Ukraine’s ex-PM anticipates change of regime in Ukraine and return of ousted politicians

MOSCOW, July 13. /TASS/. Another change of regime in Ukraine is imminent and many ousted politicians will be able to return home, Ukraine’s former Prime Minister Nikolai Azarov said in an interview with the Izvestia daily.

“The situation is rolling to an early end of the Pyotr Poroshenko regime. Changes are around the corner,” he said, adding that as soon as the regime is changed many politicians who had to flee Ukraine would be able to return.
“Naturally, I want to return. I have certain plans to return in any case,” he noted.
The former prime minister stressed he cares little about his possible posts but what is of great concern for him is constitutional order in Ukraine. “I don’t think about any posts but I want constitutional order to be reestablished in Ukraine so that I can return not fearing political persecution I and my friends and colleagues are facing today. So far, I cannot do it legally,” Azarov noted.
Nikolai Azarov
Nikolai Azarov was Ukraine Prime Minister from March 11, 2010 till January 28, 2014. He left the country after the ‘maidan’ [the term ‘maidan’ was coined after Kiev’s central Independence Square, or Maidan Nezalezhnosti, to refer to anti-government riots] developments in February 2014. On February 4, 2015, he presented in Moscow his book Ukraine At The Crossroads where he wrote about his vision of the causes of the confrontation that resulted in a state coup in Ukraine.
Since August 2015, he has been heading the Ukraine Salvation Committee.
In December 2016, he appeared at Moscow Dorogomilovsky district court, which considered a suit filed by former lawmaker of the Verkhovna Rada Vladimir Oleinik who demanded the 2014 developments in Ukraine be recognized as a state coup. According to Azarov, the 2014 maidan events were geared to realize the anti-Russia project in Ukraine, to exterminate political forces that stood for Ukraine’s neutrality and its economic and trade cooperation with Russia. In his words, it was obvious already on January 22, 2014 that it was an attempt to seize power.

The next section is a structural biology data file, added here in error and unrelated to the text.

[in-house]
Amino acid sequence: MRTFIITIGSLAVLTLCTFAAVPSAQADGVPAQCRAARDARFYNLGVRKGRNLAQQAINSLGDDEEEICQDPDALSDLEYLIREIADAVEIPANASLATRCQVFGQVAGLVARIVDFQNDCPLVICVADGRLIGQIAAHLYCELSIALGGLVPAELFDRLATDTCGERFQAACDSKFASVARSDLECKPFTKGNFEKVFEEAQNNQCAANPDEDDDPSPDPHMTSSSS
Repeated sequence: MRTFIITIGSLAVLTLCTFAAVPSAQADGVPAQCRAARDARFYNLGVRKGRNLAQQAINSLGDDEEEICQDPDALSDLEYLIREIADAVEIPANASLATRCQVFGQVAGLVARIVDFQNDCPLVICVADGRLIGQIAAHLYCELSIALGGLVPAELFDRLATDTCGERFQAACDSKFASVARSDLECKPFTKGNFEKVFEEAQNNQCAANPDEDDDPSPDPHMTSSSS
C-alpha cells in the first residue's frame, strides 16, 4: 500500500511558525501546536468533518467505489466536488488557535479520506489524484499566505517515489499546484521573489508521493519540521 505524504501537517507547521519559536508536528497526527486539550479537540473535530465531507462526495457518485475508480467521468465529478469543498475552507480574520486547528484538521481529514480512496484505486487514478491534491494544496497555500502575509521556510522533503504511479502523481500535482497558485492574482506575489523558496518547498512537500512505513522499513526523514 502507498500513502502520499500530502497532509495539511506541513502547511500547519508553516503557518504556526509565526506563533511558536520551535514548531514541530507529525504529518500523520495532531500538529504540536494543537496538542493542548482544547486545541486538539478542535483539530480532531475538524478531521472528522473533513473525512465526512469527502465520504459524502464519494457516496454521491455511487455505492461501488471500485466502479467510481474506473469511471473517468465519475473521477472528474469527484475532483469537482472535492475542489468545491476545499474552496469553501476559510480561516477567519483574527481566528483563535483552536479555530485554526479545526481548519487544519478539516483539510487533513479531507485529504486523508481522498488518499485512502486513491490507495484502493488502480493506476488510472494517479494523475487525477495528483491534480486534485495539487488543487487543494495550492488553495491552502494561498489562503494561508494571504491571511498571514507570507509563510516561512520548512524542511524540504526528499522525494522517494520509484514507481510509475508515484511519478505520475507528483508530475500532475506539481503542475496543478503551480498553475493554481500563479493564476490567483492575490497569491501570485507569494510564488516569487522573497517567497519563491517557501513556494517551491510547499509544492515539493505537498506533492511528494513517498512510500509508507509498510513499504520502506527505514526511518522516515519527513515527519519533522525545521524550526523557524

After the Moscow court ruled to recognize the 2014 events in Ukraine as a state coup, Azarov vowed that his Ukraine Salvation Committee “would take further steps” and would go to international courts.
Meanwhile in Ukraine, Azarov is facing criminal charges of misappropriation of funds as he had been allegedly overpaid retirement allowances in a period from 2008 to 2014. In August 2015, criminal charges were brought against Azarov, Oleinik and Igor Markov for calls to seize power in the country.
State coup in Ukraine
On November 21, 2013, a week ahead of the anticipated signing of an association agreement between Ukraine and the European Union at an Eastern Partnership summit in Vilnius, the then Ukrainian government announced “suspension of the process of preparations” for the signing of that agreement.
It provoked mass riots in central Kiev that ultimately resulted in a three-month standoff, commonly knowns as ‘maidan,’ on Kiev’s central Independence Square, or Maidan Nezalezhnosti. Protesters seized a number of administrative buildings and set up the so-called armed ‘self-defense’ forces which plunged into open confrontation with law enforcers. On February 20, 2014, as many as 53 people were killed by unidentified snipers in Institutskaya Street in central Kiev. The Azarov government resigned, the then president, Viktor Yanukovich, fled the country and opposition factions in the Verkhovna Rada took power. On February 22, 2014, the Verkhovna Rada passed a resolution on the president’s self-removal from power and appointed early presidential elections in May 2014, which were won by Pyotr Poroshenko.

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